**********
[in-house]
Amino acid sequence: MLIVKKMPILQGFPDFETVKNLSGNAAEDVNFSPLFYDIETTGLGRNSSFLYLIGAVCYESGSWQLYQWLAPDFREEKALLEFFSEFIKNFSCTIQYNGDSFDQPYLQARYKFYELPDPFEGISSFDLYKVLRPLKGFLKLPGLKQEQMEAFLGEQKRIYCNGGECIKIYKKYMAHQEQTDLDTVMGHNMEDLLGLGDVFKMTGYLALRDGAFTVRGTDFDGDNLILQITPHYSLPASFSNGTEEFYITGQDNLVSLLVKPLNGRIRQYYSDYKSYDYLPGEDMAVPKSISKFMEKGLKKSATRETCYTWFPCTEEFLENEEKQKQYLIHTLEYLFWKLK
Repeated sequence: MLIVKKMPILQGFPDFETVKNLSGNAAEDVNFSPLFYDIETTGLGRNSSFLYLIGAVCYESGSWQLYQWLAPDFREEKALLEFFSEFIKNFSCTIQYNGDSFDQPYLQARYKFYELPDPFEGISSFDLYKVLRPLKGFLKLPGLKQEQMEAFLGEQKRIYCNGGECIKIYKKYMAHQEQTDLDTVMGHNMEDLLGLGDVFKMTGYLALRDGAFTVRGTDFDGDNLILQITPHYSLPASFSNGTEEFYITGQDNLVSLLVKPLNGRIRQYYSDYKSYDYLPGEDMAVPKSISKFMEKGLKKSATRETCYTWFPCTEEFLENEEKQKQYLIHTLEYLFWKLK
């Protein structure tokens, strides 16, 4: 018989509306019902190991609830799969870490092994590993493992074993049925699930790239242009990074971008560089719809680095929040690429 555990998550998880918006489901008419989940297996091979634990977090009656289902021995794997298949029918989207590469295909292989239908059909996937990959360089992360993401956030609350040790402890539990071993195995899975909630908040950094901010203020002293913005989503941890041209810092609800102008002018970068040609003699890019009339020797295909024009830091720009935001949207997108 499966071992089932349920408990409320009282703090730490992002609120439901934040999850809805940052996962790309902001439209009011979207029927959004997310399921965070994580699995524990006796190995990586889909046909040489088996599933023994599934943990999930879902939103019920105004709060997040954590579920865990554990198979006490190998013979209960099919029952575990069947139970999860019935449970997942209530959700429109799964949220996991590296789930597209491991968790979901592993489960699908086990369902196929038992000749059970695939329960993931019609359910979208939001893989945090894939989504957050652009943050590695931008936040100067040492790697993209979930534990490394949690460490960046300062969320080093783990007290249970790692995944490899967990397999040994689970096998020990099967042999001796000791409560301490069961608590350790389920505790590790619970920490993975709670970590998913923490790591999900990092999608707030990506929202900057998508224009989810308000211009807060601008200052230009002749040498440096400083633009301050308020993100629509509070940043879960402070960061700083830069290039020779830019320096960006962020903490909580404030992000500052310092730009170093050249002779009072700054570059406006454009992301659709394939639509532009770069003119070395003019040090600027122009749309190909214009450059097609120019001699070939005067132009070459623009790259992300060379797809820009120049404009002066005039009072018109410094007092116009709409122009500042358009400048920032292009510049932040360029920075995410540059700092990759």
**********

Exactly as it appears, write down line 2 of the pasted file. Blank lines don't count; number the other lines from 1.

Amino acid sequence: MLIVKKMPILQGFPDFETVKNLSGNAAEDVNFSPLFYDIETTGLGRNSSFLYLIGAVCYESGSWQLYQWLAPDFREEKALLEFFSEFIKNFSCTIQYNGDSFDQPYLQARYKFYELPDPFEGISSFDLYKVLRPLKGFLKLPGLKQEQMEAFLGEQKRIYCNGGECIKIYKKYMAHQEQTDLDTVMGHNMEDLLGLGDVFKMTGYLALRDGAFTVRGTDFDGDNLILQITPHYSLPASFSNGTEEFYITGQDNLVSLLVKPLNGRIRQYYSDYKSYDYLPGEDMAVPKSISKFMEKGLKKSATRETCYTWFPCTEEFLENEEKQKQYLIHTLEYLFWKLK